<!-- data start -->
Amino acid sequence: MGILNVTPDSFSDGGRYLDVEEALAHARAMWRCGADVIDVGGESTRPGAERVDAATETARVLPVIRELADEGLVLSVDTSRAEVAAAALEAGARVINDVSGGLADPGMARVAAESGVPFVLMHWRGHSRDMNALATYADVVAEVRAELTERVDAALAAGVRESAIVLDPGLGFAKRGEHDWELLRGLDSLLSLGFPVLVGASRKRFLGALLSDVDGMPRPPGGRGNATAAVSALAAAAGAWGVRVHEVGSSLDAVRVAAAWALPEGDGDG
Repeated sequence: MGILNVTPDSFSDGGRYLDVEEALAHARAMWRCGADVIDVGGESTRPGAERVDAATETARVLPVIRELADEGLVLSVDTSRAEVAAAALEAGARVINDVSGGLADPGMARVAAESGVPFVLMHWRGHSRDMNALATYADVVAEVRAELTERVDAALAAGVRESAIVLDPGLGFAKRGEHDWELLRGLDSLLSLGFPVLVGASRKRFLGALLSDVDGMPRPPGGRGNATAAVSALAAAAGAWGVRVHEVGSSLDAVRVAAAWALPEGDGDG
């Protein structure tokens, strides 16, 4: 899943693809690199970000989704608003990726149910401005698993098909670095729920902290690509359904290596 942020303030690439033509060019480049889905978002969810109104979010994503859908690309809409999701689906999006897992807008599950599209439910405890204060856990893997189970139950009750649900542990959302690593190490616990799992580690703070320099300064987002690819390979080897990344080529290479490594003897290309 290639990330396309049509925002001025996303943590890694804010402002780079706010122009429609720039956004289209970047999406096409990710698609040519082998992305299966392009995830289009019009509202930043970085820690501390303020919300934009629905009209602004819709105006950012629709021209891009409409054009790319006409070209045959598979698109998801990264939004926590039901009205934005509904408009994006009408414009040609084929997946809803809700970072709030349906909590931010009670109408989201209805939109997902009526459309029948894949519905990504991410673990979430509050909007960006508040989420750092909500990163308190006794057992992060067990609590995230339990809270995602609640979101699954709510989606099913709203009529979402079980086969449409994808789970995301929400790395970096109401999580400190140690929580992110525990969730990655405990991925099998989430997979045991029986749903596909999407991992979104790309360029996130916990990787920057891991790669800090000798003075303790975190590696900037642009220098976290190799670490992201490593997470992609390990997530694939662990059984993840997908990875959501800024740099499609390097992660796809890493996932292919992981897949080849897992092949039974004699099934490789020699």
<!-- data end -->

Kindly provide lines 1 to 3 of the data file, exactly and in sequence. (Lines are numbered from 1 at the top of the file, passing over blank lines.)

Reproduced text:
Amino acid sequence: MGILNVTPDSFSDGGRYLDVEEALAHARAMWRCGADVIDVGGESTRPGAERVDAATETARVLPVIRELADEGLVLSVDTSRAEVAAAALEAGARVINDVSGGLADPGMARVAAESGVPFVLMHWRGHSRDMNALATYADVVAEVRAELTERVDAALAAGVRESAIVLDPGLGFAKRGEHDWELLRGLDSLLSLGFPVLVGASRKRFLGALLSDVDGMPRPPGGRGNATAAVSALAAAAGAWGVRVHEVGSSLDAVRVAAAWALPEGDGDG
Repeated sequence: MGILNVTPDSFSDGGRYLDVEEALAHARAMWRCGADVIDVGGESTRPGAERVDAATETARVLPVIRELADEGLVLSVDTSRAEVAAAALEAGARVINDVSGGLADPGMARVAAESGVPFVLMHWRGHSRDMNALATYADVVAEVRAELTERVDAALAAGVRESAIVLDPGLGFAKRGEHDWELLRGLDSLLSLGFPVLVGASRKRFLGALLSDVDGMPRPPGGRGNATAAVSALAAAAGAWGVRVHEVGSSLDAVRVAAAWALPEGDGDG
């Protein structure tokens, strides 16, 4: 899943693809690199970000989704608003990726149910401005698993098909670095729920902290690509359904290596 942020303030690439033509060019480049889905978002969810109104979010994503859908690309809409999701689906999006897992807008599950599209439910405890204060856990893997189970139950009750649900542990959302690593190490616990799992580690703070320099300064987002690819390979080897990344080529290479490594003897290309 290639990330396309049509925002001025996303943590890694804010402002780079706010122009429609720039956004289209970047999406096409990710698609040519082998992305299966392009995830289009019009509202930043970085820690501390303020919300934009629905009209602004819709105006950012629709021209891009409409054009790319006409070209045959598979698109998801990264939004926590039901009205934005509904408009994006009408414009040609084929997946809803809700970072709030349906909590931010009670109408989201209805939109997902009526459309029948894949519905990504991410673990979430509050909007960006508040989420750092909500990163308190006794057992992060067990609590995230339990809270995602609640979101699954709510989606099913709203009529979402079980086969449409994808789970995301929400790395970096109401999580400190140690929580992110525990969730990655405990991925099998989430997979045991029986749903596909999407991992979104790309360029996130916990990787920057891991790669800090000798003075303790975190590696900037642009220098976290190799670490992201490593997470992609390990997530694939662990059984993840997908990875959501800024740099499609390097992660796809890493996932292919992981897949080849897992092949039974004699099934490789020699």